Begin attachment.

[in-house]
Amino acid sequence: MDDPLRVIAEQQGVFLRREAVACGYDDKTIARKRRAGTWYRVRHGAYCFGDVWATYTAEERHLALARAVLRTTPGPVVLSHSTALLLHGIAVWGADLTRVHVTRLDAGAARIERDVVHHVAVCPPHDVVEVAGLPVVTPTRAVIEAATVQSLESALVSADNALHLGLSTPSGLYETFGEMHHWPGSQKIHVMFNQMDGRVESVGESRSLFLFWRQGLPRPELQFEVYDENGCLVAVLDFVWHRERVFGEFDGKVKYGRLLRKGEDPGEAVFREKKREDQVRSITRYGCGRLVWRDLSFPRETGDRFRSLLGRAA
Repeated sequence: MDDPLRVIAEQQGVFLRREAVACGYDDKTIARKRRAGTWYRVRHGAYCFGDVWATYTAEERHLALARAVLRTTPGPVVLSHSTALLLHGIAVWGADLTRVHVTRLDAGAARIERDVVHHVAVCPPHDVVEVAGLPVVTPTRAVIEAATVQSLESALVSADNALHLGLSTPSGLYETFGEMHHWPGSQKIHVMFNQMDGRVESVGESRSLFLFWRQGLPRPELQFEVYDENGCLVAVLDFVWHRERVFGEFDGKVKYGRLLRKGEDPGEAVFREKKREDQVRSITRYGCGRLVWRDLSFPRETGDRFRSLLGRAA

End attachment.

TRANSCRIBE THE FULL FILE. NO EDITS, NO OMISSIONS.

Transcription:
[in-house]
Amino acid sequence: MDDPLRVIAEQQGVFLRREAVACGYDDKTIARKRRAGTWYRVRHGAYCFGDVWATYTAEERHLALARAVLRTTPGPVVLSHSTALLLHGIAVWGADLTRVHVTRLDAGAARIERDVVHHVAVCPPHDVVEVAGLPVVTPTRAVIEAATVQSLESALVSADNALHLGLSTPSGLYETFGEMHHWPGSQKIHVMFNQMDGRVESVGESRSLFLFWRQGLPRPELQFEVYDENGCLVAVLDFVWHRERVFGEFDGKVKYGRLLRKGEDPGEAVFREKKREDQVRSITRYGCGRLVWRDLSFPRETGDRFRSLLGRAA
Repeated sequence: MDDPLRVIAEQQGVFLRREAVACGYDDKTIARKRRAGTWYRVRHGAYCFGDVWATYTAEERHLALARAVLRTTPGPVVLSHSTALLLHGIAVWGADLTRVHVTRLDAGAARIERDVVHHVAVCPPHDVVEVAGLPVVTPTRAVIEAATVQSLESALVSADNALHLGLSTPSGLYETFGEMHHWPGSQKIHVMFNQMDGRVESVGESRSLFLFWRQGLPRPELQFEVYDENGCLVAVLDFVWHRERVFGEFDGKVKYGRLLRKGEDPGEAVFREKKREDQVRSITRYGCGRLVWRDLSFPRETGDRFRSLLGRAA